The gleaming new Halifax Convention Centre — subsidized by federal, provincial, and municipal taxpayers like you and me — was festooned with red Liberal banners all weekend, with the ubiquitous slogan “Hope and Hard Work” splashed on screens throughout the super-sized conference room.
The 2,800 federal Liberal party members came to Halifax to brainstorm ideas for the next election (and, as tradition requires, to party). So, voters, don’t be surprised if you see a variation on the “Hope and Hard Work” message during the fall 2019 campaign. Without Stephen Harper to kick around, the Trudeau Liberals know that “Time For Change” won’t cut it the next time, especially if they have unkept promises regarding pharmacare and a solid plan to tackle climate change.
The Prime Minister and Sophie Grégoire-Trudeau sat beaming from the front row on Friday evening — Justin having literally just touched down from a week of meetings in Europe.
The session could have been called “Ask An Expert” about how to build a winning strategy for electoral success. The PM’s senior advisor and friend, Nova Scotian Gerry Butts, took the stage in the role of interviewer. Butt’s guest was David Axelrod, Barack Obama’s senior advisor for eight years, and a frequent CNN commentator. Both bespectacled white guys could easily have been taken for college professors who’d wandered onto the stage in their rumpled suits and shirts with no ties.
The similarities and connections went beyond sartorial choices. Gerry Butts is Trudeau’s BFF from their McGill University days; David Axelrod was a Chicago Tribune reporter who got to know Obama long before the young community organizer moved into the White House.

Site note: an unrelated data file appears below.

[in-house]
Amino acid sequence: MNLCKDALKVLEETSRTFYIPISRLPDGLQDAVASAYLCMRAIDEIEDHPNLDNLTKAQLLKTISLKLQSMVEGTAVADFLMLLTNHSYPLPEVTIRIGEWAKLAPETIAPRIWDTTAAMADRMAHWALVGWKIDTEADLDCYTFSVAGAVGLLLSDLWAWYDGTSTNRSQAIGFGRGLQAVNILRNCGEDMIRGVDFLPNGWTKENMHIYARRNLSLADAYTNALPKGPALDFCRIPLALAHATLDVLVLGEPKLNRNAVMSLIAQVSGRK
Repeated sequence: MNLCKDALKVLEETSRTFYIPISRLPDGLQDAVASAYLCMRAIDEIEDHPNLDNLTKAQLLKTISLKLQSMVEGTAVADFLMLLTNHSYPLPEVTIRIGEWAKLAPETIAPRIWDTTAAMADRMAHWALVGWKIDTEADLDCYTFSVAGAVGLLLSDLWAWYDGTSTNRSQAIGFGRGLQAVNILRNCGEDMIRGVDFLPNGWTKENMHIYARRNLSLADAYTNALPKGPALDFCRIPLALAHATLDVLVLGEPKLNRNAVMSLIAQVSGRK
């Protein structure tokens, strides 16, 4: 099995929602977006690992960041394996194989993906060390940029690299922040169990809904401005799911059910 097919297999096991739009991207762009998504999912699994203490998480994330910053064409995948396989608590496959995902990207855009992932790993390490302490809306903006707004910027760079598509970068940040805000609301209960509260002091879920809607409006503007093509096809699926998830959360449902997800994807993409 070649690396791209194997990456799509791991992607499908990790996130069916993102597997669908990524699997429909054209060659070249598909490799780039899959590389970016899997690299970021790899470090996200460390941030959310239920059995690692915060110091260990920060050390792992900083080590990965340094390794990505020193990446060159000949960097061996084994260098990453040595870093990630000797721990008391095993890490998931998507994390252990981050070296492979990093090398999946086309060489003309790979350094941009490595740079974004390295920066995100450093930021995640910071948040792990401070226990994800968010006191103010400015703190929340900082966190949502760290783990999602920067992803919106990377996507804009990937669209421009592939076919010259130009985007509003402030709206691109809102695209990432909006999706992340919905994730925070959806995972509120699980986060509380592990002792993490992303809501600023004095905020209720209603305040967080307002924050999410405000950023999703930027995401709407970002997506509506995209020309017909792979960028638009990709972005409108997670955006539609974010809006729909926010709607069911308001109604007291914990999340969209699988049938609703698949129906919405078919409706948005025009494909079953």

Butts is the son of a Glace Bay coal miner who studied English literature before earning his political chops working for former Ontario premier Dalton McGuinty. That’s where Butts first hooked up with Axelrod. Butts told the crowd he phoned Axelrod to ask for advice on whether to go ahead with a negative campaign that featured attack ads on McGuinty’s rival.
“Your advice was, ‘You don’t have to do politics that way,’ recalled 46-year-old Butts, “that you can win with concrete measures and a positive message. And that’s essentially how we won federally in 2015.”
“Every campaign at its best,” added Axelrod, “is built around an authentic person whom people believe might be able to help them. I think with Obama and Trudeau we feel a kinship at being part of a positive movement.”
The challenge, as Butts is learning (and Axelrod knows from helping elect and re-elect President Obama) is how to persuade increasingly fickle voters their party deserves a second chance to govern.